What kind of trouble did you have translating the recorded arrangements and levels of Treats into a live show?
It’s the album tracks, with the vocals and guitars muted. So I just have the rhythm stems and we run them, and we play live over them. So it’s closer to a DJ set than it is a band. I think in the beginning I feel like we got a little bit of heat for it. Understandably, that’s fine, because people want to come and see a band and they were confused because it’s a guitar. But we’re not a band. I didn’t want this to be a band. I prefer that people come and just pretend like it’s a DJ set and they just dance. I was really attracted to that. Like when I stopped touring with Poison the Well I was able to actually go out. I’d never gone out to clubs, I was at a hardcore show every night. And I realized everyone else was going out and dancing and having fun with their friends. You went for the music and you went for the environment, and it wasn’t just like, we’re gonna go see a band so we can stand and watch them and clap between songs. I think that format…if the band’s great then it works but otherwise it can get a little tired.

Have you written any new songs?
Yes! Absolutely. We’re dying to…we start tracking June 25. We’ve got most of it demoed out. We stop touring June 9 and then we’ve got two weeks to decompress and then we’re gonna get started immediately.

Is it very different from Treats?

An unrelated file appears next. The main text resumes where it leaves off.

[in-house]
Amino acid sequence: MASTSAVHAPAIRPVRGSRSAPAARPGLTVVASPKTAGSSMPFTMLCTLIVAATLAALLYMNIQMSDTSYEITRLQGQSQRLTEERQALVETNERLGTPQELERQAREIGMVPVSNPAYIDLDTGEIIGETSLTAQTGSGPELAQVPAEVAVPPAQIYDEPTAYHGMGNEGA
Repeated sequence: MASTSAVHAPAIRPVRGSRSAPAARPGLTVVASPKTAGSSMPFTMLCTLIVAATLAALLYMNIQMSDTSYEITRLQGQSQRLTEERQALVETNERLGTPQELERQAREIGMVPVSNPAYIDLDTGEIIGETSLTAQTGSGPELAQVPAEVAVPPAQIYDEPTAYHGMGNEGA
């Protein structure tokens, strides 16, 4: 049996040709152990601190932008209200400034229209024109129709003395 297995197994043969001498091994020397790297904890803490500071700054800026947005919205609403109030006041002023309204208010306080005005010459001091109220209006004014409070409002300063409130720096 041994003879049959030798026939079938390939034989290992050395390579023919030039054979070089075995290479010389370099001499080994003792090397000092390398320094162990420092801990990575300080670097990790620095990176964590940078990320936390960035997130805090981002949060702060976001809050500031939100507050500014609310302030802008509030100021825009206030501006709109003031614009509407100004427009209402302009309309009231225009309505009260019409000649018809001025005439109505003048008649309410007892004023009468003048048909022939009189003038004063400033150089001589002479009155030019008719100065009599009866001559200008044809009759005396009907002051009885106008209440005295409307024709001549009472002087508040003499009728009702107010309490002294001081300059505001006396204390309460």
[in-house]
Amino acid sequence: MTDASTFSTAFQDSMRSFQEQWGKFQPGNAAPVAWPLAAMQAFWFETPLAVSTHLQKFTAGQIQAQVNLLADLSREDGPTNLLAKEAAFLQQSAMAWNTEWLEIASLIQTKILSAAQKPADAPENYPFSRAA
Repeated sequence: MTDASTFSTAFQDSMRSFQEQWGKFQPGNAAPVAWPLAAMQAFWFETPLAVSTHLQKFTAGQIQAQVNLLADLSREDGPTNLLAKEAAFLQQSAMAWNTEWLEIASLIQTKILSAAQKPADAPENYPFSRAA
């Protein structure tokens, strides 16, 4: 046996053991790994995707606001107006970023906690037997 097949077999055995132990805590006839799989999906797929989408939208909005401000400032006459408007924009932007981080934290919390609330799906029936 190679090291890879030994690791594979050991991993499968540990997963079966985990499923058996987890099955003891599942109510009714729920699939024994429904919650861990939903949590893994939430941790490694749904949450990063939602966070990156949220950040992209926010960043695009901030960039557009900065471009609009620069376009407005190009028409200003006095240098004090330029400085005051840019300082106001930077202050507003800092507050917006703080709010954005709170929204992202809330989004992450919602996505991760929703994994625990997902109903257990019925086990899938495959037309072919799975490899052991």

It’s much heavier, actually. “Tell ‘Em” and “Riot Rhythm” are the newest songs on Treats, like the last ones we wrote, so that should be an indication of where we’re going. There’s a pretty pronounced metal influence on a lot of the new stuff. So yeah, there will be no “Rill Rill”s.

I love “Rill Rill,” but I love “Straight A’s” too, so…
Yeah, yeah, I mean, it won’t be as half-assed and tossed off as “Straight A’s,” not that it’s…I like “Straight A’s,” but it’s more of just a riff and not really a song. The other big difference in the new stuff is that arrangements are much, much stronger. It’s more memorable in my opinion.

What’s something that people don’t know about M.I.A.?
I don’t know, she’s pretty extroverted. If you listen to her record, like her aesthetic, it’s a very, very good representation of who she is. She’s just very…she has a million ideas. She’s kind of all over the place, she’s very inspiring. And she has great, great, great ears. For example, I sat down with her and played her six beats, and she likes elements of each of them. She likes this from that one, and this from that one. She’s an excellent curator I would say.

Tell me everything you can about this secret Beyoncé collaboration.
Oh, man. You’re going to be disappointed. They’re gonna give me shit if I say anything. And the truth is it’s probably not that exciting, really. I have no idea what’s going on with it, and I’ve pretty much got to leave it there, sorry.

Can I just ask if you’ve actually heard what she’s done with it?
Oh yeah, yeah yeah. I’ve heard it, absolutely. But I can’t really say anything else about it.